COLUMBUS, Ohio (AP) — Opponents of the death penalty in Ohio called on lawmakers Friday to enact a capital punishment ban during the lame duck legislative session lasting the next five weeks or so.
The Senate legislation, one of several death penalty abolition bills over the years, was introduced in early March just as life turned upside down from the coronavirus pandemic. Though championed by Democrat Nickie Antonio in the GOP-controlled Senate, it has backing from Republicans concerned about the cost of capital punishment and the possibility of executing an innocent person.
“It would be a compassionate, pragmatic and economically prudent step to abolish the death penalty,” Antonio, a Lakewood Democrat, said in a Friday news conference. “It’s a punishment that’s shown to be administered with disparities across economic and racial lines and it’s failed as a deterrent to violent crime.”
Republican supporters of Antonio’s legislation include Sens. Peggy Lehner of Kettering in suburban Dayton and Kristina Roegner of Hudson in northeastern Ohio.
Death penalty opponents also want lawmakers to vote on a Senate bill with even broader support that would ban the execution of the severely mentally ill. Senate President Larry Obhof, a Medina Republican, supports a House version of the mental illness execution ban currently pending in the Senate, said spokesman John Fortney.
Obhof also believes most Ohioans support the death penalty for some cases and so he wouldn’t support abolition, Fortney said. A message was left with GOP House Speaker Bob Cupp seeking comment.
Ohio is under an unofficial death penalty moratorium as the state says it can’t find an adequate supply of drugs for lethal injection. Republican Gov. Mike DeWine has delayed multiple inmates’ executions over the past couple of years as a result.
DeWine has also expressed concern that drug companies — which oppose use of their drugs in executions — could pull pharmaceuticals from state hospitals to punish Ohio if it did find a lethal drug supply. A message was left with DeWine’s office Friday.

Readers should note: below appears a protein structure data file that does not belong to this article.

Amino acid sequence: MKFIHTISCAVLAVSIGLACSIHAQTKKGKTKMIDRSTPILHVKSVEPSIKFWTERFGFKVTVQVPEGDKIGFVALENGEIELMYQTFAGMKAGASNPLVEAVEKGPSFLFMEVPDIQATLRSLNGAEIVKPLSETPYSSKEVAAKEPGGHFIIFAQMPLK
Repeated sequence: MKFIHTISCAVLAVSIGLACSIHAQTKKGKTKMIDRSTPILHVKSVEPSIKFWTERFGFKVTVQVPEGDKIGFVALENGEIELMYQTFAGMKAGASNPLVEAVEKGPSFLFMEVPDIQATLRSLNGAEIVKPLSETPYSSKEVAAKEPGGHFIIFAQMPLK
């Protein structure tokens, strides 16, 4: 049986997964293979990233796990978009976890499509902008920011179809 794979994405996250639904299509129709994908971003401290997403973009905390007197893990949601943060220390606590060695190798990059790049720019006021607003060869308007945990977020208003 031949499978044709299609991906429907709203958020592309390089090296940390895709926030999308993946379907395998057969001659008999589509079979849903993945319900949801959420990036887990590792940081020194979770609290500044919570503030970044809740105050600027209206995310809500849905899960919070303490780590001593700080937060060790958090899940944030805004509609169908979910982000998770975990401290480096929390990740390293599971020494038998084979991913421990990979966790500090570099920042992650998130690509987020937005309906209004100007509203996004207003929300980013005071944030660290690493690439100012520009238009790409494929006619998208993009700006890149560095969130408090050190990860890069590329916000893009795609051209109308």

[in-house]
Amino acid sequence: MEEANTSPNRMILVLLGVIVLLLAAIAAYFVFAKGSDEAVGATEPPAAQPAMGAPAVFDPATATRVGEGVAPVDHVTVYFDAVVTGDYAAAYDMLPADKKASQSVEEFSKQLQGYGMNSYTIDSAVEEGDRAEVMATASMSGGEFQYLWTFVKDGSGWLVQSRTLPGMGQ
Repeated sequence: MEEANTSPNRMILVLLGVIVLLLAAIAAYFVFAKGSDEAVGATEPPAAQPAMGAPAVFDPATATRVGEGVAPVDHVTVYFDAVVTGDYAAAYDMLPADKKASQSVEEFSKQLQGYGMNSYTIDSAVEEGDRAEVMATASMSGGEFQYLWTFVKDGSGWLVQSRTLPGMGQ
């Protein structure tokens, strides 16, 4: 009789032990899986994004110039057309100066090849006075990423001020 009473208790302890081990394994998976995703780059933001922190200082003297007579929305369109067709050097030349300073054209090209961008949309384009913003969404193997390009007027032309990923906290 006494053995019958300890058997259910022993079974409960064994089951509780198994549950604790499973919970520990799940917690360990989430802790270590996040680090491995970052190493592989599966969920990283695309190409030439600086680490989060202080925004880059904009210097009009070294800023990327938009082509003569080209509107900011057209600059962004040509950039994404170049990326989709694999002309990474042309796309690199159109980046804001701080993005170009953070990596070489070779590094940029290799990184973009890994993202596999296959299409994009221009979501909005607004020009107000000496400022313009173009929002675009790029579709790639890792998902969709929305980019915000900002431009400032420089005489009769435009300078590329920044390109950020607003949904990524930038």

Former House Speaker Larry Householder, now under federal indictment for his alleged role in a $60 million bribery scheme, questioned earlier this year whether the state should reconsider capital punishment because of the cost and Ohio’s inability to find lethal drugs.
In February, the newly formed Ohio Conservatives Concerned About the Death Penalty announced its efforts to end the death penalty. Members include former Gov. Bob Taft, former Attorney General Jim Petro and former U.S. Rep. Pat Tiberi.
The level of Statehouse conversation about what to do with capital punishment is at its highest level ever, said Gary Daniels, chief lobbyist for the American Civil Liberties Union of Ohio. He said no one should underestimate what’s possible in a lame duck session, referring to the work lawmakers do between an election and the beginning of a new General Assembly.
“What I’ve seen time and time again is bills that people didn’t think had a chance, that hadn’t been too far down the line, sometimes not even been introduced by the time lame duck rolls around, and yet somehow by the end of session they still make it into law,” Daniels said.
Despite Daniels’ optimism, it remains unclear what chances the legislation would really have. For example, lawmakers from both parties agree that a law providing a bailout to two aging nuclear power plants—which is at the heart of the bribery scandal—should be repealed.
But movement on the repeal effort has stalled in recent months, leading to concerns the law will take effect next year and an 85-cent fee will be added to every electricity bill in the state.